be used to reduce the pH. This is another chemical-savings advantage that ozone
has to offer. Ozone also is known to help flocculate body oils and suntan
lotions and makes these particles easier to filter, thus polishing the water.
Ozone does not affect the pH or alkalinity.

Copper and Silver Ionization for Disinfection

Copper and silver ionization are
very good disinfectant methods. They help kill many microorganisms and also
control algae. Ionization takes the brunt of the disinfection process, is not
affected by sunlight and does not alter the pH or alkalinity. The copper levels
don't have to be high (0.3 to 0.5 ppm usually is sufficient to help control
algae and render many bacteria lifeless). The electrical charge to the water
can help reduce scaling in the plumbing and on the sides of the pool. Picture
(A) shows a pool a few weeks after an ionization, ozone and chlorine injection
system was installed. The brownish/green color is from the iron being removed
from the inside of the pipes. There were massive amounts of iron and hardness
scale when the flow cell was installed, since the pool was filled with
iron-laden water from a well for many years. Picture (B) shows how the pool
cleared up after a few weeks and, over time, cleared even more as the
particulate was filtered and removed. The pipes now are free from any scale or
biofilms. Copper and silver are very safe if monitored and will not cause
staining if proper levels are maintained.

Chlorine as a Sanitizer

Maintaining the chlorine
residual is easier when using ozone and copper/silver ionization. The copper,
silver and ozone do most of the disinfection process. Therefore, not as much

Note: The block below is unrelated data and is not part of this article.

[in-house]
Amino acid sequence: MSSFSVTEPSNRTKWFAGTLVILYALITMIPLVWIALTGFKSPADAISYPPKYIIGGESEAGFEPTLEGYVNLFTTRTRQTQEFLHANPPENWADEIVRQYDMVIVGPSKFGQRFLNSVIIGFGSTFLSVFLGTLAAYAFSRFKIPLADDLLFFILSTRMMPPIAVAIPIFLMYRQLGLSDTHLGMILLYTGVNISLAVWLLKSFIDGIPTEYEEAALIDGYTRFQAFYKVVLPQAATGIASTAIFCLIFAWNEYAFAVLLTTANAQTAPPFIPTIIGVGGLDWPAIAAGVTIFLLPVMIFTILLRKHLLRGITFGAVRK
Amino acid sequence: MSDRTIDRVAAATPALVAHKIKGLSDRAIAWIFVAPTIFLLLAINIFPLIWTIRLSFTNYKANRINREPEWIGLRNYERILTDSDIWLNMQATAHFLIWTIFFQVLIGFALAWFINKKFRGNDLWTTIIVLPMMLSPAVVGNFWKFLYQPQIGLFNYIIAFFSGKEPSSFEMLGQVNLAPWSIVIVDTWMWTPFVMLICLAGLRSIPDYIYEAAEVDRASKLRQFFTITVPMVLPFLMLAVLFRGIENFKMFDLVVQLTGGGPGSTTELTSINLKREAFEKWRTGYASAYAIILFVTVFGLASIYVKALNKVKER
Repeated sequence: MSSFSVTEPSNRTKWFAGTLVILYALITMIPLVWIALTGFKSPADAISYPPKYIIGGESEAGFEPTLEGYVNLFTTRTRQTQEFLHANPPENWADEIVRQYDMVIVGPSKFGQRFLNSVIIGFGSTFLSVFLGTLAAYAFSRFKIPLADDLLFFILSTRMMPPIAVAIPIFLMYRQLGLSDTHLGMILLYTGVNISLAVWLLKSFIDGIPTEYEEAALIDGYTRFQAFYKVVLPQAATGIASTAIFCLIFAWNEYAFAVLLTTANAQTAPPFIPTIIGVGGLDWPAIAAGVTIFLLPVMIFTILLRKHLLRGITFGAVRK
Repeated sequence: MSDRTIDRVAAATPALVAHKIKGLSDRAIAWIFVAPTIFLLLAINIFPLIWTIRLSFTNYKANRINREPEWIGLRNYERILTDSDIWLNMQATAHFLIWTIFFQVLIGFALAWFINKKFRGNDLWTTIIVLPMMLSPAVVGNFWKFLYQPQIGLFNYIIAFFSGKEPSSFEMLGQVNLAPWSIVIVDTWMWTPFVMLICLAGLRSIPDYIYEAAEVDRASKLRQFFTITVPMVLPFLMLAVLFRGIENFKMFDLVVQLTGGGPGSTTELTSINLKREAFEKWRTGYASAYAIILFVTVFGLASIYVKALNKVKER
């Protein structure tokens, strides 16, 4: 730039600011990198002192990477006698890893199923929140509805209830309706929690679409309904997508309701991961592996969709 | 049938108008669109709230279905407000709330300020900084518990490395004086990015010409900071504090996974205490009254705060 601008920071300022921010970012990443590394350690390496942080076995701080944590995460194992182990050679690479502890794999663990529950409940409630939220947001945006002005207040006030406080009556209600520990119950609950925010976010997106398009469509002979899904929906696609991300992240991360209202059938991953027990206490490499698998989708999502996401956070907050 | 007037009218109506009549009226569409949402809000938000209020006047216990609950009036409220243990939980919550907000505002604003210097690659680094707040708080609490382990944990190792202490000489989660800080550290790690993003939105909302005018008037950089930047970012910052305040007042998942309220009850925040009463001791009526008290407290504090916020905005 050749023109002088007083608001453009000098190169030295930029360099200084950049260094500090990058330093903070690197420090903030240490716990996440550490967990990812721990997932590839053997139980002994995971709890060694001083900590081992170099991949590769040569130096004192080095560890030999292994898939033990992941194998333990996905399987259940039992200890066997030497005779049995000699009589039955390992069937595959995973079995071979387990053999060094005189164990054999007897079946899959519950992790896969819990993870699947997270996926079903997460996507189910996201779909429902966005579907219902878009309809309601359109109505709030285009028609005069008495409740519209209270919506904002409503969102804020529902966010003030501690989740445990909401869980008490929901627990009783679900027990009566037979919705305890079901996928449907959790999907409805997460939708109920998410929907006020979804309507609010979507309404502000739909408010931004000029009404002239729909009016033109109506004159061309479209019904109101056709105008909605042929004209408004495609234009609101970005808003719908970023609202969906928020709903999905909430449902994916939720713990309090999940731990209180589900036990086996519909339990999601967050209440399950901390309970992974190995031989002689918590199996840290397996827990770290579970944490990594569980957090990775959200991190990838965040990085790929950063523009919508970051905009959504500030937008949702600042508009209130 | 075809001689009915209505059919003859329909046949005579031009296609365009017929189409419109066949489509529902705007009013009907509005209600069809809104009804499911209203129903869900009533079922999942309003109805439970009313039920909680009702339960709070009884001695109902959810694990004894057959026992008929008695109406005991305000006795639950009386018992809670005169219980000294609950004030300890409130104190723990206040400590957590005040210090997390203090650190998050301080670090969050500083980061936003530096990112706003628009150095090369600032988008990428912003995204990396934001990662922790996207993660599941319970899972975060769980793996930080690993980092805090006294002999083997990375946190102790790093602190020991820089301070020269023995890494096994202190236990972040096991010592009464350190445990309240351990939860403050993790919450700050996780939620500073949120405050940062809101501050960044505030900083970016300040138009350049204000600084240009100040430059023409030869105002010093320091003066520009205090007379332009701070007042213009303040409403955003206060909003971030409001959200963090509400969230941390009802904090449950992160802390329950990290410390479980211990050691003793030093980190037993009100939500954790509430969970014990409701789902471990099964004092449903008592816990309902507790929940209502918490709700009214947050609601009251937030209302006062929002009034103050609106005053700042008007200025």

chlorine is needed to maintain the proper ORP levels. UV light ozone generators
are used in most cases because they don't produce as high a level of ozone as
corona discharge systems. However, on larger pools and spas corona discharge is
the best method to produce enough ozone to satisfactorily maintain proper ozone
levels. The ORP can be monitored and chlorine automatically can be injected
with the proper residual, as required by health organizations being maintained.
ORP monitors do not distinguish between chlorine and ozone; they measure only
the potential by a means of electrical voltage as defined earlier. If the ozone
does not reach this level, then the injector injects chlorine until the set level
is achieved. A well-designed system will adjust the pH first, freeing up
hypochlorous ions that will increase the ORP level. Once the pH is adjusted,
the monitor will dose the correct amount of chlorine to reach the set point.
This method of control can reduce chlorine and acid usage substantially, since
it is dosed only when needed. Manual testing is recommended to ensure the
safety of the swimmers and monitor possible equipment failure.

Conclusions can be drawn on the
fact that copper/silver ionization, when monitored and controlled, kills many
bacteria and helps control algae and bio-slimes. Ozone oxidizes contaminants
and helps reduce chlorine and other chemical use.

There are many parameters to
take into consideration when employing the technology described in this
article. As with any other water treatment devices, ozone generators,
coppr/silver ionizers and chlorine injectors need to measure for and meet
specific criteria. Flow rates and the amount of gallons to be treated must be
analyzed carefully or system failure will be experienced. A thorough
understanding of ORP monitors, ozone, ionization and chemical feed pumps need
to  addressed in order to obtain
optimum results.